Abstract

The transduction of sound into light through the implosion of a bubble of gas leads to a flash of light whose duration is delineated in picoseconds. Combined measurements of spectral irradiance, Mie scattering, and flash width (as determined by time-correlated single-photon counting) suggest that sonoluminescence from hydrogen and noble-gas bubbles is radiation from a blackbody with temperatures ranging from 6000 KH2 to 20,000  K  (He) and a surface of emission whose radius ranges from 0.1 μmHe to 0.4 μmXe. The state of matter that would admit photon–matter equilibrium under such conditions is a mystery.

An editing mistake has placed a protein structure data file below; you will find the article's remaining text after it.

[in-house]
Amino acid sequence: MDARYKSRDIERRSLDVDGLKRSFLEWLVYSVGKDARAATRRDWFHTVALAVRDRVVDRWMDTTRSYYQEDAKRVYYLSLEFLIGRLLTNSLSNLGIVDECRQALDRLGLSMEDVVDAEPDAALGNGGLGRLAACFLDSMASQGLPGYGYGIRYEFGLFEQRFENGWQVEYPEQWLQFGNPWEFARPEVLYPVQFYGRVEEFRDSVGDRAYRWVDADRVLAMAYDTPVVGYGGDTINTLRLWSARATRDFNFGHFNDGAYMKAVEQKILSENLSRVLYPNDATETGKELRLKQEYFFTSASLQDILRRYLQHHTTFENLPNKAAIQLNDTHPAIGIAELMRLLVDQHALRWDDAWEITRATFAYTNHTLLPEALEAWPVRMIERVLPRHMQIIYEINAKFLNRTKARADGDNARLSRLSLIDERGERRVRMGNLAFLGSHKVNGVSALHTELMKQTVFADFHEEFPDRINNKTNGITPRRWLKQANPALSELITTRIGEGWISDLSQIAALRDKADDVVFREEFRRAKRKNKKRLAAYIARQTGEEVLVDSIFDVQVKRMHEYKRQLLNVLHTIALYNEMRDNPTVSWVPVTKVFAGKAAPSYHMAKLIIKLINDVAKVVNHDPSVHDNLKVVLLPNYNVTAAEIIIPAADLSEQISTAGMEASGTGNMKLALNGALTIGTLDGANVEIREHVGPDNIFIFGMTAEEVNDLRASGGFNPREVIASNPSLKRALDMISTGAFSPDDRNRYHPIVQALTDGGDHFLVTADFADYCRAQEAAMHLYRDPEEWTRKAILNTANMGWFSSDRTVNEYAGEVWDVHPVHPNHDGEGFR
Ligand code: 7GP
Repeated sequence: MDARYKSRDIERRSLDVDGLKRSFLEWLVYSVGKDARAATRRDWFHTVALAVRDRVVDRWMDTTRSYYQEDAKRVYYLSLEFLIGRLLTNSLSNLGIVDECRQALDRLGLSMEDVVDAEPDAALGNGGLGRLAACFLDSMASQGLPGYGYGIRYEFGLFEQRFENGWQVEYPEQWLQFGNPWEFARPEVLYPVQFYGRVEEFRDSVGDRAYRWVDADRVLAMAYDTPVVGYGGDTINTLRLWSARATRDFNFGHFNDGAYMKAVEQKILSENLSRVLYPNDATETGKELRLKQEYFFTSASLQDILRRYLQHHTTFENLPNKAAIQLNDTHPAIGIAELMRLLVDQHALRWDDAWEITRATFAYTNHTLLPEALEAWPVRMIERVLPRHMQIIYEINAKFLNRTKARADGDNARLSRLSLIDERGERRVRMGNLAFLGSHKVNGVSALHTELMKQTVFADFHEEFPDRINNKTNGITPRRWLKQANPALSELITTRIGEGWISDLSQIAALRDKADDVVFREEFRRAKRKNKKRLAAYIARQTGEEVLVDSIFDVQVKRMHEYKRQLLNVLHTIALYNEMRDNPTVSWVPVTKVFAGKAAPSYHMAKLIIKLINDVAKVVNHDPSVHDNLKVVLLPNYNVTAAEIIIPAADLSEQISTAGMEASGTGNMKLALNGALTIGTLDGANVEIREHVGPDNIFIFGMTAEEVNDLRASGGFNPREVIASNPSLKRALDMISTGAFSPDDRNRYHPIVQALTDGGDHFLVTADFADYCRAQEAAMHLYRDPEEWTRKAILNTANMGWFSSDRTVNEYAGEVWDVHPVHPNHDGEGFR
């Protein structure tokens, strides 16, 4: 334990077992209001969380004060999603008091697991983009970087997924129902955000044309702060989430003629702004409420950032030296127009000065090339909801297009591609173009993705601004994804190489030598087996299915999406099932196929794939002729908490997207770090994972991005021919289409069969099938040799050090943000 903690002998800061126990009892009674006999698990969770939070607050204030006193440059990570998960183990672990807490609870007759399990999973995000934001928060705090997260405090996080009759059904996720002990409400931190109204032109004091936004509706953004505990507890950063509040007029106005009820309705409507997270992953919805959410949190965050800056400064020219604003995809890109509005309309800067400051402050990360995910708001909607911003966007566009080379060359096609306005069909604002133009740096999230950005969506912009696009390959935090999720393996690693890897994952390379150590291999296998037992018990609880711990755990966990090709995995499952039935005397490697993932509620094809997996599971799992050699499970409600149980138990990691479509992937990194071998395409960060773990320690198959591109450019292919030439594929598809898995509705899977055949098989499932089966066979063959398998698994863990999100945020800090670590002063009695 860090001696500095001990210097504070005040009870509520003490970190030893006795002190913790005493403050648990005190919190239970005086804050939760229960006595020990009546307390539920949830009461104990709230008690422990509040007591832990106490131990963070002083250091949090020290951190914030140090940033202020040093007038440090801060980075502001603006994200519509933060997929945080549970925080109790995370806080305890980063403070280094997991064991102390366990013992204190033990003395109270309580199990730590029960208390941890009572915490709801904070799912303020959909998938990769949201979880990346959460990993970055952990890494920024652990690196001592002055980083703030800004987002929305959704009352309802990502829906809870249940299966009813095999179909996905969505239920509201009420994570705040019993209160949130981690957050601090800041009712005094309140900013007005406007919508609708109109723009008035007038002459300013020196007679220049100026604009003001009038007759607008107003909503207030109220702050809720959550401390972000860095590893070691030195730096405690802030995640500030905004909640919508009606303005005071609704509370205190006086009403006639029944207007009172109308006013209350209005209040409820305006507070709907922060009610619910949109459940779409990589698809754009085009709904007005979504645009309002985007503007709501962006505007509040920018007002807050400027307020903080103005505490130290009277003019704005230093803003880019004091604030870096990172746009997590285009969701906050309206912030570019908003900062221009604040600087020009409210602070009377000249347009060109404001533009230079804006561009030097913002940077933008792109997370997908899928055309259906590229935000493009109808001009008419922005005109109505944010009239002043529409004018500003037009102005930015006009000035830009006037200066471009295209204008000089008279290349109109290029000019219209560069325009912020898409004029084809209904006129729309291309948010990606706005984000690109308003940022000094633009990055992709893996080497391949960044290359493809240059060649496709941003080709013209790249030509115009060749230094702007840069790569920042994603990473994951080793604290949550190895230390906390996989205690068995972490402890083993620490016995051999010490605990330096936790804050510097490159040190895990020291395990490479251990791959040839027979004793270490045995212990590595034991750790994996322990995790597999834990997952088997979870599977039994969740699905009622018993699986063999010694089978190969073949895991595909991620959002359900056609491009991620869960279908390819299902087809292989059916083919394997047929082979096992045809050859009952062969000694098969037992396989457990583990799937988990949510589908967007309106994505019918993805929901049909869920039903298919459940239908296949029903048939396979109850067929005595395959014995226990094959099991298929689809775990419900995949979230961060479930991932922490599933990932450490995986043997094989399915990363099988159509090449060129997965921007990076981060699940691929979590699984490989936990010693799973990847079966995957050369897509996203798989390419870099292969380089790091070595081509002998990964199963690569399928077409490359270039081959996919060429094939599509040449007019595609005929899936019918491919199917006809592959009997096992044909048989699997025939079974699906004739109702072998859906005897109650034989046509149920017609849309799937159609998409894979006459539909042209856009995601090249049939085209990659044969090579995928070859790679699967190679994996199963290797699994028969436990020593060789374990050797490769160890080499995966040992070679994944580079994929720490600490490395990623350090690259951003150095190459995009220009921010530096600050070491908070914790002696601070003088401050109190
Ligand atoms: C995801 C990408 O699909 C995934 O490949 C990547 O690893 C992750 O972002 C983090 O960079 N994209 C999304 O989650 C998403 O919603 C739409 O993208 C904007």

© 2001 Optical Society of America

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